Tolkien Gateway

Great Horn

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:Though Boromir does wear the horn, he does not use it.
 
:Though Boromir does wear the horn, he does not use it.
  
'''2002: ''[[Peter Jackson's The Two Towers]]'':'''
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'''2002: ''[[The Lord of the Rings: The Two Towers]]'':'''
 
:After telling Frodo and Sam of how he found a boat with Boromir's body on the Anduin,<ref>''[[The Two Towers Extended Edition|The Lord of the Rings: The Two Towers - Special Extended DVD Edition]]'', "[[The Window of the West (scene)|The Window of the West]]"</ref> Faramir holds the two pieces in his hands.<ref>''[[The Two Towers Extended Edition|The Lord of the Rings: The Two Towers - Special Extended DVD Edition]]'', "[[Sons of the Steward]]"</ref>
 
:After telling Frodo and Sam of how he found a boat with Boromir's body on the Anduin,<ref>''[[The Two Towers Extended Edition|The Lord of the Rings: The Two Towers - Special Extended DVD Edition]]'', "[[The Window of the West (scene)|The Window of the West]]"</ref> Faramir holds the two pieces in his hands.<ref>''[[The Two Towers Extended Edition|The Lord of the Rings: The Two Towers - Special Extended DVD Edition]]'', "[[Sons of the Steward]]"</ref>
 
'''2003: ''[[Peter Jackson's The Return of the King]]'':'''
 
'''2003: ''[[Peter Jackson's The Return of the King]]'':'''

Revision as of 21:24, 3 July 2010

The name Horn refers to more than one character, item or concept. For a list of other meanings, see Horn (disambiguation).
Ted Nasmith - Boromir's Last Stand.jpg
Great Horn
Other nameshorn of Boromir
Owned byVorondil and descendants up until Boromir
AppearanceWhite horn tipped with silver
"But always I have let my horn cry at setting forth, and though thereafter we may walk in the shadows, I will not go forth as a thief in the night."
Boromir[1]

The Great Horn was an heirloom of the House of Stewards, until its destruction on February 26, Third Age 3019.

Contents

History

The Great Horn was made from the horn of a wild-ox of Rhûn. Vorondil the Hunter, the father of Mardil Voronwë, hunted the beasts in the far fields of the East, and the horn was tipped in silver. So, it passed down to every eldest son after Mardil Voronwë.[2] From Denethor, it passed down to Boromir, who wore it with him on a baldrick.[3]

Boromir bore the horn with him when he went to Imladris, and held it on his lap during the Council of Elrond.[3] After he was chosen to be one of the Fellowship, he let the horn rang through Rivendell.[1] He would wind the horn twice more. In reply to the meager horns of the Orcs in Moria, the Great Horn bellowed like the shout of many throats under the cavernous roof. Though it repelled the attackers for a while, they returned after the last echo disappeared.[4]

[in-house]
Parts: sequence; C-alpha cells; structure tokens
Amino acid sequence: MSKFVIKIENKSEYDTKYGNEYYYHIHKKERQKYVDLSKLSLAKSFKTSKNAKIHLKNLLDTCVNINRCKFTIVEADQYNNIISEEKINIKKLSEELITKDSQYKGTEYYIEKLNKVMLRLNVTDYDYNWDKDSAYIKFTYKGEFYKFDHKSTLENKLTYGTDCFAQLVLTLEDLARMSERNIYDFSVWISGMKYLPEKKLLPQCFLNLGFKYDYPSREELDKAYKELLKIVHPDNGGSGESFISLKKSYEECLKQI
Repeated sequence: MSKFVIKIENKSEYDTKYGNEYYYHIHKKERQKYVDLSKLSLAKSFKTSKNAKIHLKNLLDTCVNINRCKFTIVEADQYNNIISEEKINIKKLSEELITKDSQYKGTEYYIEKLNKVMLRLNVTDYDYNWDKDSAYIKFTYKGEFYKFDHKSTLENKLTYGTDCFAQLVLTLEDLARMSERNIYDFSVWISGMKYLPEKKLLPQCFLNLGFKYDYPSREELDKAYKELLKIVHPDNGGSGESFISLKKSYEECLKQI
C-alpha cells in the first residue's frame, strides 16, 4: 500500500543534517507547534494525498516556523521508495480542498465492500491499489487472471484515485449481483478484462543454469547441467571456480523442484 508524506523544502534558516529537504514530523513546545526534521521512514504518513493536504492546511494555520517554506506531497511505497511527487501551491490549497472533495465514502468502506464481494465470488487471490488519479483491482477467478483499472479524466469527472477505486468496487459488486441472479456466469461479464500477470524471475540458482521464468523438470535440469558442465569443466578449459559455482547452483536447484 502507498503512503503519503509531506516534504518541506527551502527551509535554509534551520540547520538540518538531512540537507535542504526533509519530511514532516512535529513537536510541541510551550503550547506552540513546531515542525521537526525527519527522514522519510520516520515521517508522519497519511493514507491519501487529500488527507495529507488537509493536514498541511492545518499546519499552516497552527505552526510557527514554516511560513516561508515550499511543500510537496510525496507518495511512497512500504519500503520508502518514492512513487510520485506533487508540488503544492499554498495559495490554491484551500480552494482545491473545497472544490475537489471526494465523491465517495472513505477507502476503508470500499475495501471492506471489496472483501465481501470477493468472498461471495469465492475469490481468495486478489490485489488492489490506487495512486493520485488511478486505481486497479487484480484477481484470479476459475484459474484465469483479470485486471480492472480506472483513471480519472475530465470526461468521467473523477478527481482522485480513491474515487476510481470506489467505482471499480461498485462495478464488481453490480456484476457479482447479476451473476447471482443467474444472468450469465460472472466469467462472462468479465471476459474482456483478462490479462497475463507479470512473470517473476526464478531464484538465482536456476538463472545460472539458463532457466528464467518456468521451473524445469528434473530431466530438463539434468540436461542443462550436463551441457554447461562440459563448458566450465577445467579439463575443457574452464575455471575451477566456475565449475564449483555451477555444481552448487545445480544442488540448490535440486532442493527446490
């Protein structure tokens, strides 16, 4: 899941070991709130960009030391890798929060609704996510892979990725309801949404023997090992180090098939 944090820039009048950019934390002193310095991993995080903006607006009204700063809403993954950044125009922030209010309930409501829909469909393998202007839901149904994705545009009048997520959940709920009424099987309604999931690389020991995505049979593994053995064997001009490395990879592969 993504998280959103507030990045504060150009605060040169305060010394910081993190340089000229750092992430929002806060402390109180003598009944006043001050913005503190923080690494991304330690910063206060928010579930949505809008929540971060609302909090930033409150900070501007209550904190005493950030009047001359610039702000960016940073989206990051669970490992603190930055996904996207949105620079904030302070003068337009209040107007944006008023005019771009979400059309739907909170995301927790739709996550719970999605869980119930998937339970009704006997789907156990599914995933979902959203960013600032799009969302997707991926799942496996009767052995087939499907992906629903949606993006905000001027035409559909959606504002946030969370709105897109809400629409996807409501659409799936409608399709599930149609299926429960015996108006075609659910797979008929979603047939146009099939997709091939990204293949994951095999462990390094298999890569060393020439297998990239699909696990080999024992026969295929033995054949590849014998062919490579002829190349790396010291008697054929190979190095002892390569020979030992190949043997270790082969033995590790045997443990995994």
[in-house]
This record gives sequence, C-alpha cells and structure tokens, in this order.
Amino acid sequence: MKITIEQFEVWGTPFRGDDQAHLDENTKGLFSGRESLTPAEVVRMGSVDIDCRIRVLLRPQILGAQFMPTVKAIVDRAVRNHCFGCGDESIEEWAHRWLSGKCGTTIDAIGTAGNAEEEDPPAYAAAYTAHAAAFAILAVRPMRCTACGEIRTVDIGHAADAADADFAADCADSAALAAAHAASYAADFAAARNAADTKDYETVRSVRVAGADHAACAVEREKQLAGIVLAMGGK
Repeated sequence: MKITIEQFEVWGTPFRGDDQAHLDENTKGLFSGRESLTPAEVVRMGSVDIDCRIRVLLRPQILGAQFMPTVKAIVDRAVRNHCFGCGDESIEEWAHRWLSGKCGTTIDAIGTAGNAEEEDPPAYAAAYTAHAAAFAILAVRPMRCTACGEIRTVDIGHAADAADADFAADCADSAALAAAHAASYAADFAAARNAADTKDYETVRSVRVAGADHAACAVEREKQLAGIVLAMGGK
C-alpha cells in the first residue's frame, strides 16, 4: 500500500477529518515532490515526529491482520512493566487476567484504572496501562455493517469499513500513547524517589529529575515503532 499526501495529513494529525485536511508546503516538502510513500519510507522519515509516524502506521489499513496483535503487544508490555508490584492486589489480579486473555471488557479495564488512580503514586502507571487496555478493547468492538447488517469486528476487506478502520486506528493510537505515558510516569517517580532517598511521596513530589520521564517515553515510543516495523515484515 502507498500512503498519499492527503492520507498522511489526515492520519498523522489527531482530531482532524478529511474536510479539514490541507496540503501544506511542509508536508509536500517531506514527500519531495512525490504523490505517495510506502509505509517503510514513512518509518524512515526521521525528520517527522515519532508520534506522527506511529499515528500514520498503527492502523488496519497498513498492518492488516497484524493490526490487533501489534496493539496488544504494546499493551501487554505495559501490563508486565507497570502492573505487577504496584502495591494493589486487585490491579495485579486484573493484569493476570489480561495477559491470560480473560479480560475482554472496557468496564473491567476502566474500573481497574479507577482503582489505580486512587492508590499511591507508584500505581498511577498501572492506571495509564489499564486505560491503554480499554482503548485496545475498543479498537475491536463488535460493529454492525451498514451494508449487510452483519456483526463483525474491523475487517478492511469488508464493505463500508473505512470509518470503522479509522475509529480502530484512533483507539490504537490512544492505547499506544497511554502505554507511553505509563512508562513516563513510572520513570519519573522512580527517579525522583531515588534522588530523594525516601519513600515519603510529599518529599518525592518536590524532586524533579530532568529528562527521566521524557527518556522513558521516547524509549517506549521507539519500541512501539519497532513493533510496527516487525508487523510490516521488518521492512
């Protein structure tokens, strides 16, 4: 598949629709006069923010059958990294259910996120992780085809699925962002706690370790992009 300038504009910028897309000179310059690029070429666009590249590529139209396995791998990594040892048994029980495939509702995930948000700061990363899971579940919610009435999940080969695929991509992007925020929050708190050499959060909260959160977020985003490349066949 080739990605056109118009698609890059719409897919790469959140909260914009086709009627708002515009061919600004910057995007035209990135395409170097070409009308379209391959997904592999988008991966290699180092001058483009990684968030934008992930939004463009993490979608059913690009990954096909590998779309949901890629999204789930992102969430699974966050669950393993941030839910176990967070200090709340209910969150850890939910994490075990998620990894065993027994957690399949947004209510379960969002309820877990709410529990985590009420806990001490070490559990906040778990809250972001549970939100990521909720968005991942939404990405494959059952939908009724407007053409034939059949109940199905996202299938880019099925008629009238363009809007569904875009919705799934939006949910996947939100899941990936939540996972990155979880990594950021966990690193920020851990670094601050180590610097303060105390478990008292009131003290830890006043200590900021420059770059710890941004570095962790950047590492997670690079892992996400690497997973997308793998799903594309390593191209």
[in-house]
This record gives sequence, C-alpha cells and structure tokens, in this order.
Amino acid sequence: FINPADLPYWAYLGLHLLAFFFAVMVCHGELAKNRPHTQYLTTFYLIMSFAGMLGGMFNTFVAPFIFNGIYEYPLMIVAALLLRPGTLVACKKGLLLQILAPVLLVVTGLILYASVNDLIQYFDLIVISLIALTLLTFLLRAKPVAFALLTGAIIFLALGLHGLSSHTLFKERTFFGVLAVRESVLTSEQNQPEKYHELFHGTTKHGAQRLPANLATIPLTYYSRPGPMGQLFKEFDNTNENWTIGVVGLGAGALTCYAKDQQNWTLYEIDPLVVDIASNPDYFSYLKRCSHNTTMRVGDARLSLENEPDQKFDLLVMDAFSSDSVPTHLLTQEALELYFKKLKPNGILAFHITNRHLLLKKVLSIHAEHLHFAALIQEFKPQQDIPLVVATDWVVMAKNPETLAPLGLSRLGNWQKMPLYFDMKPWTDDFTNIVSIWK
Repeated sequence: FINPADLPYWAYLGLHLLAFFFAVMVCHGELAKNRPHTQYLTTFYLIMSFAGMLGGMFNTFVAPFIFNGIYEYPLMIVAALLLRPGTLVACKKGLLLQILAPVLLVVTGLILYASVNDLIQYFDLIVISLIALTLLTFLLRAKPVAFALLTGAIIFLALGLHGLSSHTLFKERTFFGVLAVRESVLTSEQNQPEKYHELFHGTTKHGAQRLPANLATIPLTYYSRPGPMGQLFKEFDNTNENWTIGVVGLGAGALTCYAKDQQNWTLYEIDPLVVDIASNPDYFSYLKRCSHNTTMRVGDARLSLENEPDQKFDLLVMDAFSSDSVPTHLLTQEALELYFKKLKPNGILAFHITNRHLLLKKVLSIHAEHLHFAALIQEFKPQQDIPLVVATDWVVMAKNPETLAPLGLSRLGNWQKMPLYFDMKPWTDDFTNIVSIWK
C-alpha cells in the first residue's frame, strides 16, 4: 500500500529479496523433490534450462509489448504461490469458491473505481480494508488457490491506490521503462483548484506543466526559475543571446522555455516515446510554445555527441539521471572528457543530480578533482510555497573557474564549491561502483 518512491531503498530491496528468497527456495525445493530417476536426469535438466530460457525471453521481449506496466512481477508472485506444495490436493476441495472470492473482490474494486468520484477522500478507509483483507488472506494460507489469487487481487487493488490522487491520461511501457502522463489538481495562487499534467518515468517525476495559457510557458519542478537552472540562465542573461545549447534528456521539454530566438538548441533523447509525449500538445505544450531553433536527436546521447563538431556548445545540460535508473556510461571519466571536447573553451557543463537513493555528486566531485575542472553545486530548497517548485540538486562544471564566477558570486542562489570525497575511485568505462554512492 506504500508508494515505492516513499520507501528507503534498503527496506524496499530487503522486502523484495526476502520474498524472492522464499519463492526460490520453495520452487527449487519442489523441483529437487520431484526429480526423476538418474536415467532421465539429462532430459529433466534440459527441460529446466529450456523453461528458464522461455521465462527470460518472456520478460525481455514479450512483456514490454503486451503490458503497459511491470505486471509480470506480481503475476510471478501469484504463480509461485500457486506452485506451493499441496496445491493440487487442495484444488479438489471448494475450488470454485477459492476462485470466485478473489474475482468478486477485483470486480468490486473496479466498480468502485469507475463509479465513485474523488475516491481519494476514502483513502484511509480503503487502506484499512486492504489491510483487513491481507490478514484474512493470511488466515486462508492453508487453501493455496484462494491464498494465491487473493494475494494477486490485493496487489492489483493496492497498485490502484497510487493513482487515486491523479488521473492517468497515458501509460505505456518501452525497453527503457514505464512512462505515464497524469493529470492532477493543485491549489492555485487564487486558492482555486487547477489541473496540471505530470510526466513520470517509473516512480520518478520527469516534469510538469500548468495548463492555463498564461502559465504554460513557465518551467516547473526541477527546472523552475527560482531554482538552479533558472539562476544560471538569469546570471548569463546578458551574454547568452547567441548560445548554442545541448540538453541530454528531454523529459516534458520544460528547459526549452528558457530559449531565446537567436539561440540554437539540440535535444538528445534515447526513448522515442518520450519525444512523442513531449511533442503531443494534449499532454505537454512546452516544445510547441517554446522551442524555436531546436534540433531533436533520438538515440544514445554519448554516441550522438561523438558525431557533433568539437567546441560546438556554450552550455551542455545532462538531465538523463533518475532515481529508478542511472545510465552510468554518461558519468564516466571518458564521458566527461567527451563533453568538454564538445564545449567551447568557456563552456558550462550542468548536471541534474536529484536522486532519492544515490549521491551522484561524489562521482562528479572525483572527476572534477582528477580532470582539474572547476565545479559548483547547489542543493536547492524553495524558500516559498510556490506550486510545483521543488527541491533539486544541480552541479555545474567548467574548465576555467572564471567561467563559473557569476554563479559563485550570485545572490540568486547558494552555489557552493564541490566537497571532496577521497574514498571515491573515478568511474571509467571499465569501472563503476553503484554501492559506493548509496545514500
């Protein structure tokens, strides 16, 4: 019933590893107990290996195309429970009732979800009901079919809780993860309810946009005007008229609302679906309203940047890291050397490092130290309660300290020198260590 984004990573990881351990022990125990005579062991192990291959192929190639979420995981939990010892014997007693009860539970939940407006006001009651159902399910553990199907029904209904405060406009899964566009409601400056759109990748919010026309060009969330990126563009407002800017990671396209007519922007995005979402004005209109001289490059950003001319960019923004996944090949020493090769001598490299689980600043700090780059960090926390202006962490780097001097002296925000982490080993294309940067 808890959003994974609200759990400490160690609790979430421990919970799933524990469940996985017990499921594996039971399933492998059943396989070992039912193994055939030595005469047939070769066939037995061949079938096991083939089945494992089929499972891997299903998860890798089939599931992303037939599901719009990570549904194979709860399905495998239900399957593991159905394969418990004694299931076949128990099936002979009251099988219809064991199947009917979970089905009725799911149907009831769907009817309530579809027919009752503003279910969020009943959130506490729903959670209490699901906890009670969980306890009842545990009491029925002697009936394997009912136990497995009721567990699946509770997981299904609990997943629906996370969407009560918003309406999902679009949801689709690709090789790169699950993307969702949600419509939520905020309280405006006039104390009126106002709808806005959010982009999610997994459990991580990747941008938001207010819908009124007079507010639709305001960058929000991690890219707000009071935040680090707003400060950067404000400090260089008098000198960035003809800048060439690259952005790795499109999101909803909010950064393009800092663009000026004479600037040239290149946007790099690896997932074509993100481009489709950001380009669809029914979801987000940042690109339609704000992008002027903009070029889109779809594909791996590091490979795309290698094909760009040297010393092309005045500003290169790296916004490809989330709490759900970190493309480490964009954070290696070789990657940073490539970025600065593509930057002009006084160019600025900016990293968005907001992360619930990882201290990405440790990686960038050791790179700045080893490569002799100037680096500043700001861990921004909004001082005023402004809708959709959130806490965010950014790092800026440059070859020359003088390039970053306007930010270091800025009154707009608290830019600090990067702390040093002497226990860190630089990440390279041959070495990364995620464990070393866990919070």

The last time the horn was rang was shortly before its destruction. On the slopes of Amon Hen, near Parth Galen, Boromir created a sound so loud that it could be heard in Minas Tirith.[2] So was it said in legend: if blown anywhere within the bounds of ancient Gondor, its call would not pass unheeded.[5]

Sadly, the little help that could come - the rest of the Fellowship - could not make it in time. Though the Uruk-hai were at first dismayed and drew back, they returned more fierce than ever.[6]

On February 26, in the fight that cost Boromir's life, the horn was cloven in two. Aragorn, Gimli and Legolas laid it in the elven boat that with Boromir and his weapons, and send it down the falls of Rauros.[7] The two parts of the horn fell out of the boat, and were found several days later. One was found in the reeds near the mouths of Entwash on February 28, the other further down the river on February 30.[8] They were brought to Denethor, who held them on his lap, anxiously waiting for news of his beloved son.[5] Those answers came, evnetually, when Gandalf brought Peregrin Took, witness to Boromir's last stand, before the Steward.[2]

Background

Appearance

The horn was made from the white oxen of Rhûn,[9] which was likened by Tolkien to an aurochs.[10] It was white itself, tipped with silver and inscribed with ancient characters.[5]